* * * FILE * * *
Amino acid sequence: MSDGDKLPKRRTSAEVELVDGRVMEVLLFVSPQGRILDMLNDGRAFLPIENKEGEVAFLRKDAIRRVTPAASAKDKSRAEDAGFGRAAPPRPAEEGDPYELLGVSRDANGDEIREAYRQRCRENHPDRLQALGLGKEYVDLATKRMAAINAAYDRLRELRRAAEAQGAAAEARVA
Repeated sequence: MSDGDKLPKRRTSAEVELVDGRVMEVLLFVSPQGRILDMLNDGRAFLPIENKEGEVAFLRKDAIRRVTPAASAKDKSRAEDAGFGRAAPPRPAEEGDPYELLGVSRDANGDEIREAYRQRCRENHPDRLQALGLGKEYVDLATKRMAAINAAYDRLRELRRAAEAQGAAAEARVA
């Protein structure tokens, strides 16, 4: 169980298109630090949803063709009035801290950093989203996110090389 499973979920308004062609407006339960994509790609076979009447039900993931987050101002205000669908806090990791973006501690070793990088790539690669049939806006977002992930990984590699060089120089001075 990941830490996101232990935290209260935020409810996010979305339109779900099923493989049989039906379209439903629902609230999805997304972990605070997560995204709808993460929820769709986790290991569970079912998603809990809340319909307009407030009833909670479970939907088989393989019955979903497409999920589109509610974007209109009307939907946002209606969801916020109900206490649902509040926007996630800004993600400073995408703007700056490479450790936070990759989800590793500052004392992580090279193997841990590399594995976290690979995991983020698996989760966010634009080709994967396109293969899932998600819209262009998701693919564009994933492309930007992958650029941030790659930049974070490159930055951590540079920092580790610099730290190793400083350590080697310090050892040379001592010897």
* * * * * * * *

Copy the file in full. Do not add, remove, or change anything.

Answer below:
Amino acid sequence: MSDGDKLPKRRTSAEVELVDGRVMEVLLFVSPQGRILDMLNDGRAFLPIENKEGEVAFLRKDAIRRVTPAASAKDKSRAEDAGFGRAAPPRPAEEGDPYELLGVSRDANGDEIREAYRQRCRENHPDRLQALGLGKEYVDLATKRMAAINAAYDRLRELRRAAEAQGAAAEARVA
Repeated sequence: MSDGDKLPKRRTSAEVELVDGRVMEVLLFVSPQGRILDMLNDGRAFLPIENKEGEVAFLRKDAIRRVTPAASAKDKSRAEDAGFGRAAPPRPAEEGDPYELLGVSRDANGDEIREAYRQRCRENHPDRLQALGLGKEYVDLATKRMAAINAAYDRLRELRRAAEAQGAAAEARVA
């Protein structure tokens, strides 16, 4: 169980298109630090949803063709009035801290950093989203996110090389 499973979920308004062609407006339960994509790609076979009447039900993931987050101002205000669908806090990791973006501690070793990088790539690669049939806006977002992930990984590699060089120089001075 990941830490996101232990935290209260935020409810996010979305339109779900099923493989049989039906379209439903629902609230999805997304972990605070997560995204709808993460929820769709986790290991569970079912998603809990809340319909307009407030009833909670479970939907088989393989019955979903497409999920589109509610974007209109009307939907946002209606969801916020109900206490649902509040926007996630800004993600400073995408703007700056490479450790936070990759989800590793500052004392992580090279193997841990590399594995976290690979995991983020698996989760966010634009080709994967396109293969899932998600819209262009998701693919564009994933492309930007992958650029941030790659930049974070490159930055951590540079920092580790610099730290190793400083350590080697310090050892040379001592010897």